2019 Review: Johnson elected leader of Conservative party
As we approach the end of the year, we have collected a selection of the most influential political events of 2019. In this article, we focus on Boris Johnson becoming leader of the Conservative party.
In late July of this year, the now prime minister Boris Johnson was elected as leader of the Conservative Party.
Johnson defeated the then foreign secretary Jeremy Hunt in order to secure the position.
The prime minister won 92,153 votes against Hunt’s 46,656, with a turnout of 87.4 per cent. Around 160,000 Tory members were eligible to vote.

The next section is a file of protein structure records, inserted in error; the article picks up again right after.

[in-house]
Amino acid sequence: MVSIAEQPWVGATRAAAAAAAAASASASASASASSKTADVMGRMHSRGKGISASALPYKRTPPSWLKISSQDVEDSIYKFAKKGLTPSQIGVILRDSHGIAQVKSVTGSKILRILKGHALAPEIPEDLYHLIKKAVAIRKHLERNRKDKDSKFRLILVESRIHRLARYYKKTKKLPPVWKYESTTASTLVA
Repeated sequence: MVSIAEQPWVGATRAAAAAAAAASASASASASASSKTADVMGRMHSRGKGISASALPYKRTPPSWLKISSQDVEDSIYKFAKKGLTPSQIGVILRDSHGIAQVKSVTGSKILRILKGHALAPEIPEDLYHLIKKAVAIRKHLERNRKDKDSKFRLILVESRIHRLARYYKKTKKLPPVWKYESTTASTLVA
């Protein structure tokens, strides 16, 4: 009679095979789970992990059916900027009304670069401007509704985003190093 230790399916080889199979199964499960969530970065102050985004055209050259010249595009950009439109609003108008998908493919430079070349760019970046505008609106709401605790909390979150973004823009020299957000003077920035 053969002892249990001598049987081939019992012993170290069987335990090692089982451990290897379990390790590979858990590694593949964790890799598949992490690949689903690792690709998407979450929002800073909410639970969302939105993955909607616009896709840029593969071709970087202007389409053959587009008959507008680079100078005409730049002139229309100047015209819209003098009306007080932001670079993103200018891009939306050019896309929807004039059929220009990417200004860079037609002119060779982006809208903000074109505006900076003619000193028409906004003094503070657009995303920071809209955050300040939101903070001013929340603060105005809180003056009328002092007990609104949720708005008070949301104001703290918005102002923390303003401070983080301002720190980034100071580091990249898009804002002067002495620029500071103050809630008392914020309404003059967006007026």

The former London mayor, who had long been seen as the front runner in the contest, formally succeeded Theresa May as prime minister after an audience with the Queen at Buckingham Palace on 24 July.
Mr Johnson had promised to take the UK out of the EU by 31 October “do or die”, although this has since been delayed until 31 January 2020.
Philip Hammond, David Gauke and Rory Stewart all resigned before the new prime minister took office. They all stated they would not be able to serve under a government pursuing a no-deal exit.
Sir Alan Duncan resigned from the government prior to Johnson’s election, extraordinarily demanding an emergency Commons debate to test whether the new Tory leader could command the support of the house.
The Speaker rejected the request for a debate.